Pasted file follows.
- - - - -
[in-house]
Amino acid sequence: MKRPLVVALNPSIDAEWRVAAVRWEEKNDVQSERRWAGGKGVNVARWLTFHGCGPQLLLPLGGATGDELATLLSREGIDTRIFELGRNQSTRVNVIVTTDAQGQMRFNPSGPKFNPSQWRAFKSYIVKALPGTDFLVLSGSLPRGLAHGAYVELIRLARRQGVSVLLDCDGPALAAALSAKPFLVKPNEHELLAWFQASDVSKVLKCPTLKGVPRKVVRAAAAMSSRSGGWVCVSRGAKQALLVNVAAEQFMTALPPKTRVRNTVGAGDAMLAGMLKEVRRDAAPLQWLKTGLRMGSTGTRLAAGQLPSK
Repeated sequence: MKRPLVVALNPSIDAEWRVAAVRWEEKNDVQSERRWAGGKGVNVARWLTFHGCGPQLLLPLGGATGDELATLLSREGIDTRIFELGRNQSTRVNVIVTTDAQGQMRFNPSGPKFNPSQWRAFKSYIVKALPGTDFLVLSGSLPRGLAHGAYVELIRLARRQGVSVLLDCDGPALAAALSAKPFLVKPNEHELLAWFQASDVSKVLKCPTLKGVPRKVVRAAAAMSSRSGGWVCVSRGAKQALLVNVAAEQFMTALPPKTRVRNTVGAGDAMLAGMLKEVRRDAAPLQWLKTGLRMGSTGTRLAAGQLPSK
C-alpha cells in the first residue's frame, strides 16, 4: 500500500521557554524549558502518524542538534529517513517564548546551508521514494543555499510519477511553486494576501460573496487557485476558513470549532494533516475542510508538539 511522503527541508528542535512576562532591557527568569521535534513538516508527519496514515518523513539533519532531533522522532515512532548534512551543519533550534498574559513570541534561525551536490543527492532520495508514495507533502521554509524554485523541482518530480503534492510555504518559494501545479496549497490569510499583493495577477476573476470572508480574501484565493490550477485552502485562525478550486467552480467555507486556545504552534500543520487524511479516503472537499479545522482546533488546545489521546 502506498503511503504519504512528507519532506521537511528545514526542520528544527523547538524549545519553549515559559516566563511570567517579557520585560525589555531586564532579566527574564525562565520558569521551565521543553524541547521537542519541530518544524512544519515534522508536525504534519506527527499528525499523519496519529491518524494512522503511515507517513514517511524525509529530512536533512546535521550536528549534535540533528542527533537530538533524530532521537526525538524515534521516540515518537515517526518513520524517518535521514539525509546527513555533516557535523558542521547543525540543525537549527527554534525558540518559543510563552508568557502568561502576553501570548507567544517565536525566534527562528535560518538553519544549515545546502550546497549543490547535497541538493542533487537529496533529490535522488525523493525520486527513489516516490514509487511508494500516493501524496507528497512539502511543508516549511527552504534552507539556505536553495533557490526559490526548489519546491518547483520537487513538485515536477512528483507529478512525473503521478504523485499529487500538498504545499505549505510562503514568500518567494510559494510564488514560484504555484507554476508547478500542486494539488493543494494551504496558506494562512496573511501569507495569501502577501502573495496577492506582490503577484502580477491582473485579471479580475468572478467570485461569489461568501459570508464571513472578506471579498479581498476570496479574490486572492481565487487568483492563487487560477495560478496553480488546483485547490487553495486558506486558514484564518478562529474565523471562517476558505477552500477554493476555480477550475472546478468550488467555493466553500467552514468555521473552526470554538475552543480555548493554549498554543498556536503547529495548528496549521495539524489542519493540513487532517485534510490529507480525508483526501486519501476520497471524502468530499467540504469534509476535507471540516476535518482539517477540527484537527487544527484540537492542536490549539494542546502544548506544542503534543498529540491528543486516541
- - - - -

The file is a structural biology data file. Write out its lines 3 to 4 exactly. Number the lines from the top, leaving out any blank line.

Repeated sequence: MKRPLVVALNPSIDAEWRVAAVRWEEKNDVQSERRWAGGKGVNVARWLTFHGCGPQLLLPLGGATGDELATLLSREGIDTRIFELGRNQSTRVNVIVTTDAQGQMRFNPSGPKFNPSQWRAFKSYIVKALPGTDFLVLSGSLPRGLAHGAYVELIRLARRQGVSVLLDCDGPALAAALSAKPFLVKPNEHELLAWFQASDVSKVLKCPTLKGVPRKVVRAAAAMSSRSGGWVCVSRGAKQALLVNVAAEQFMTALPPKTRVRNTVGAGDAMLAGMLKEVRRDAAPLQWLKTGLRMGSTGTRLAAGQLPSK
C-alpha cells in the first residue's frame, strides 16, 4: 500500500521557554524549558502518524542538534529517513517564548546551508521514494543555499510519477511553486494576501460573496487557485476558513470549532494533516475542510508538539 511522503527541508528542535512576562532591557527568569521535534513538516508527519496514515518523513539533519532531533522522532515512532548534512551543519533550534498574559513570541534561525551536490543527492532520495508514495507533502521554509524554485523541482518530480503534492510555504518559494501545479496549497490569510499583493495577477476573476470572508480574501484565493490550477485552502485562525478550486467552480467555507486556545504552534500543520487524511479516503472537499479545522482546533488546545489521546 502506498503511503504519504512528507519532506521537511528545514526542520528544527523547538524549545519553549515559559516566563511570567517579557520585560525589555531586564532579566527574564525562565520558569521551565521543553524541547521537542519541530518544524512544519515534522508536525504534519506527527499528525499523519496519529491518524494512522503511515507517513514517511524525509529530512536533512546535521550536528549534535540533528542527533537530538533524530532521537526525538524515534521516540515518537515517526518513520524517518535521514539525509546527513555533516557535523558542521547543525540543525537549527527554534525558540518559543510563552508568557502568561502576553501570548507567544517565536525566534527562528535560518538553519544549515545546502550546497549543490547535497541538493542533487537529496533529490535522488525523493525520486527513489516516490514509487511508494500516493501524496507528497512539502511543508516549511527552504534552507539556505536553495533557490526559490526548489519546491518547483520537487513538485515536477512528483507529478512525473503521478504523485499529487500538498504545499505549505510562503514568500518567494510559494510564488514560484504555484507554476508547478500542486494539488493543494494551504496558506494562512496573511501569507495569501502577501502573495496577492506582490503577484502580477491582473485579471479580475468572478467570485461569489461568501459570508464571513472578506471579498479581498476570496479574490486572492481565487487568483492563487487560477495560478496553480488546483485547490487553495486558506486558514484564518478562529474565523471562517476558505477552500477554493476555480477550475472546478468550488467555493466553500467552514468555521473552526470554538475552543480555548493554549498554543498556536503547529495548528496549521495539524489542519493540513487532517485534510490529507480525508483526501486519501476520497471524502468530499467540504469534509476535507471540516476535518482539517477540527484537527487544527484540537492542536490549539494542546502544548506544542503534543498529540491528543486516541